It’s becoming clearer by the day that the rot that caused the corporate scandal at furniture retailing giant Steinhoff International goes much deeper than one man – the CEO Markus Jooste – who has come to represent the crisis.— Jannie Rossouw, Wits School of Economic and Business Sciences
The way in which Steinhoff’s board managed the unfolding of South Africa’s biggest corporate failure is appalling, says Jannie Rossouw, head of the Wits School of Economic and Business Sciences.
Jooste fell on his sword, along with a couple of other board members.
Many of them, however, have pleaded innocence.
To add insult to injury, they wanted to pay themselves millions for the extra work they did to manage the crisis they created.
According to Rossouw, board member Steve Booysen and Heather Sonn were to be paid an additional R2.9 million while Johan van Zyl would have bagged an extra R1.4 million.
Public outrage, however, forced the company to withdraw the bizarre remuneration proposal.
They must not be let off the book, implores Rossouw.
Surely Markus Jooste didn’t change figures without anybody seeing him?— Jannie Rossouw, Wits School of Economic and Business Sciences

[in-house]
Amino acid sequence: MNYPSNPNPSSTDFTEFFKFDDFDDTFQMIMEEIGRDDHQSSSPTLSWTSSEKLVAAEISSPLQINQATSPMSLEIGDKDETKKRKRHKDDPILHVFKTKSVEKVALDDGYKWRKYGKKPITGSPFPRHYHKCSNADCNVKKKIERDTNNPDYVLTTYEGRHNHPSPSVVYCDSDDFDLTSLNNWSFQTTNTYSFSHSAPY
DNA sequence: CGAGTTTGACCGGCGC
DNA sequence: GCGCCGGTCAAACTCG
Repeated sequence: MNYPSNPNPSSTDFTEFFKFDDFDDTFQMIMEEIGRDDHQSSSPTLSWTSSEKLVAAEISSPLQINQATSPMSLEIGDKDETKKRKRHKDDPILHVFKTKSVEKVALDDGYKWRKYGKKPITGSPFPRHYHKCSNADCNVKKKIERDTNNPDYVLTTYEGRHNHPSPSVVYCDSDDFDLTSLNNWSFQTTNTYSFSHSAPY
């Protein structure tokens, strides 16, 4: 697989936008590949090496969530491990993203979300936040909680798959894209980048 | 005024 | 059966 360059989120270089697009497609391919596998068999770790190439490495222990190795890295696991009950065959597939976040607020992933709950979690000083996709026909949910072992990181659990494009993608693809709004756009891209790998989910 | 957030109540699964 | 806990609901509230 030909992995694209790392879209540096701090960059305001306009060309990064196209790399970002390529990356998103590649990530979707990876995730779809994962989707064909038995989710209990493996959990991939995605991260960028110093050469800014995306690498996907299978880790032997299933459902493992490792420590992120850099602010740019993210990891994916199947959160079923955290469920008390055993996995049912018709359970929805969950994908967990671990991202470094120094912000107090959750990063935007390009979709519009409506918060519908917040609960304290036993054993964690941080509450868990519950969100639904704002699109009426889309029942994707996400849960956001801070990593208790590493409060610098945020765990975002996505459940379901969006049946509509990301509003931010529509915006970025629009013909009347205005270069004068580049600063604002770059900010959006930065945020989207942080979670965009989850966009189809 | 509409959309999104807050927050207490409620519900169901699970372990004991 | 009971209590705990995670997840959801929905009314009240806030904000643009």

There’s no doubt… boards of public companies are responsible for published financial statements… I place the problem at the feet of board members who served at the time of the crisis…— Jannie Rossouw, Wits School of Economic and Business Sciences
At the minimum, board members should repay the fees they earned, if they claim they didn’t know what’s going on.— Jannie Rossouw, Wits School of Economic and Business Sciences
It’s time to step away, and give somebody else a chance.— Jannie Rossouw, Wits School of Economic and Business Sciences
The board members clearly don’t understand the damage they have done… It raises questions about their fitness to serve on other boards… Why would they exercise better corporate governance on other boards?— Jannie Rossouw, Wits School of Economic and Business Sciences
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